Tired of that ring­ing in your ears?

Learn how to treat tin­ni­tus

Edmonton Journal - - LETTERS - L. HAR­RI­SON KELLY

Let the good news ring out (though not too loudly): Tin­ni­tus is highly treat­able.

Tin­ni­tus de­scribes the per­cep­tion of noise with no ex­ter­nal source. Most of­ten it’s a ring­ing in the ears — hence the name: tin­ni­tus is Latin for “ring­ing” or “tin­kling.”

Many peo­ple suf­fer from tin­ni­tus, par­tic­u­larly as they age. A 2011 Amer­i­can study found that roughly one quar­ter of peo­ple aged 6584 ex­pe­ri­ence it. A grow­ing num­ber of those af­flicted with tin­ni­tus are seek­ing out treat­ment for it.

“It’s be­come one of the most com­mon ques­tions we get,” says Kari Weis­ger­ber, owner of the Hear In Ed­mon­ton au­di­ol­ogy clin­ics. “All of our so­cial me­dia con­ver­sa­tions seem to tilt to­wards this.”

Weis­ger­ber thinks the In­ter­net is play­ing a role in help­ing peo­ple re­al­ize they may have tin­ni­tus.

“In­for­ma­tion about tin­ni­tus is more ac­ces­si­ble than ever be­fore,” she says. “In the past, you might go to your fam­ily doc­tor and they’d say, ‘There’s not a ton we can do about this.’ But now peo­ple can ed­u­cate them­selves.”

Of course, re­ly­ing solely on the In­ter­net for med­i­cal ex­per­tise is never ad­vis­able. This is why Weis­ger­ber is or­ga­niz­ing free in­for­ma­tion ses­sions with other hear­ing pro­fes­sion­als on tin­ni­tus.

On Nov. 22 at the Chateau Nova ho­tel in Ed­mon­ton, Weis­ger­ber will host two in­for­ma­tion ses­sions, each fea­tur­ing a pre­sen­ta­tion from Su­san, an au­di­ol­o­gist spe­cial­ized in treat­ing tin­ni­tus. Other lo­cal med­i­cal pro­fes­sion­als and busi­nesses will also be on to an­swer au­di­ence ques­tions.

The free event will also fea­ture door prizes, and each at­tendee will re­ceive a voucher for a free hear­ing exam.

Tin­ni­tus, says Flynn, is usu­ally caused by one of two things, both en­vi­ron­men­tal — that is, your ge­netic her­itage does not play a huge role in whether you will de­velop tin­ni­tus in your life.

“The main risk fac­tor is noise ex­po­sure,” she says. Con­struc­tion work­ers and vet­er­ans very of­ten de­velop tin­ni­tus.

The other main driver of tin­ni­tus is med­i­ca­tion. A wide variety of these can cause tin­ni­tus, from over­the-counter painkillers to chemo­ther­apy treat­ments.

“Usu­ally it has to be quite a strong drug to cause tin­ni­tus,” says Flynn. “But this is not al­ways the case.”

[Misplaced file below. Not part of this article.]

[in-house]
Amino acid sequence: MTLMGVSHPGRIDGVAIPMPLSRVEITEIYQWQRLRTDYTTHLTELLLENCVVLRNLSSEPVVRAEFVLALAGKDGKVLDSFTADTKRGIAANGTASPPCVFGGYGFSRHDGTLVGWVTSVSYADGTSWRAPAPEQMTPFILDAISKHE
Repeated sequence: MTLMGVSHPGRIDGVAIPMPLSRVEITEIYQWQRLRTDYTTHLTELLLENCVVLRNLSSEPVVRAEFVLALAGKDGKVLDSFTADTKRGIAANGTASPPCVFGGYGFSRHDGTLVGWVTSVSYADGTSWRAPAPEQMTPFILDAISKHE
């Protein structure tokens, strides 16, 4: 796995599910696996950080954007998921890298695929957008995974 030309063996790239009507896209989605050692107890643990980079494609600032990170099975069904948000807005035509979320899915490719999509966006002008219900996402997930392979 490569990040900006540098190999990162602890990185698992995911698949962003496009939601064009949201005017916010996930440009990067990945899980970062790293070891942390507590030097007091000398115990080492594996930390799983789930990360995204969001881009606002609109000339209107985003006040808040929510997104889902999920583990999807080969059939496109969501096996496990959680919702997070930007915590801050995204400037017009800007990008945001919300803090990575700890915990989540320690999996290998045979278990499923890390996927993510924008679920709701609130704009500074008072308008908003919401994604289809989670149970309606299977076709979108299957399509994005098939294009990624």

Peo­ple tend to take more med­i­ca­tions as they age, which is one rea­son tin­ni­tus is more com­mon among se­niors.

Re­gard­less of its cause, tin­ni­tus is highly treat­able by mod­ern au­di­ol­ogy. The most com­mon treat­ment is what au­di­ol­o­gist call a “mask­ing” sound, which drowns out the tin­ni­tus and helps the brain pay at­ten­tion to other things.

“The mask­ing sound is usu­ally white noise or na­ture sounds, some­thing like crash­ing waves,” says Flynn. “The the­ory be­hind that is that if you put at­ten­tion on your tin­ni­tus, you’re go­ing to re­al­ize that it’s there all the time. If we have a masker in a hear­ing aid that is pro­vid­ing you with a sound source, then your at­ten­tion is there and away from the tin­ni­tus.”

Re­search has demon­strated that the pa­tient’s brain learns to ig­nore the mask­ing sound and con­cen­tra­tion re­turns to pre-tin­ni­tus lev­els.

How­ever, it is im­por­tant to note that there is no magic bul­let cure for tin­ni­tus.

“It’s un­der­stand­able that peo­ple look for a cure,” Flynn says. “But it’s very im­por­tant to main­tain real­is­tic ex­pec­ta­tions. Un­less we can find the root cause, there usu­ally is not a cure.”

But treat­ment can still make a big dif­fer­ence in most cases, she adds.

Hear­ing aids play an im­por­tant role in treat­ing most forms of tin­ni­tus. Con­vinc­ing some pa­tients to wear hear­ing aids was once a ma­jor hurdle, ac­cord­ing to Weis­ger­ber, but re­cent tech­no­log­i­cal ad­vances have changed that.

“Peo­ple used to hide the fact that they had hear­ing loss and that they had hear­ing de­vices,” she says. But mod­ern aids are less clunky and more pow­er­ful. Users can man­age their de­vices with a smart­phone.

“Peo­ple are ex­cited about hear­ing aids in a dif­fer­ent way,” says Weis­ger­ber. “I’ve been in se­niors homes and seen them show each other the apps. ‘You need to get a smart­phone!’ They say. They’re not hid­ing them.”

Both Flynn and Weis­ger­ber hope the in­for­ma­tion ses­sions on Novem­ber 22 will help ed­u­cate peo­ple who are suf­fer­ing or may suf­fer from tin­ni­tus.

“There’s a real fear fac­tor when peo­ple don’t know what’s hap­pen­ing,” says Weis­ger­ber. “Peo­ple won­der: Do I have a tu­mor? Do I have some­thing life-threat­en­ing?”

“We can take some of that fear out.”

Tick­ets to the tin­ni­tus in­for­ma­tion ses­sion are free, but reg­is­tra­tion is re­quired. To RSVP, just mes­sage rsvp. hearined­mon­ton@gmail.com or call Hear In Ed­mon­ton at 587-410-7391.


On Nov. 22 at the Chateau Nova ho­tel in Ed­mon­ton, Hear in Ed­mon­ton will host two free in­for­ma­tion ses­sions on tin­ni­tus, each fea­tur­ing a pre­sen­ta­tion from au­di­ol­o­gist Su­san Flynn. To RSVP, just mes­sage rsvp.hearined­mon­ton@gmail.com or call Hear In Ed­mon­ton at 587-410-7391.

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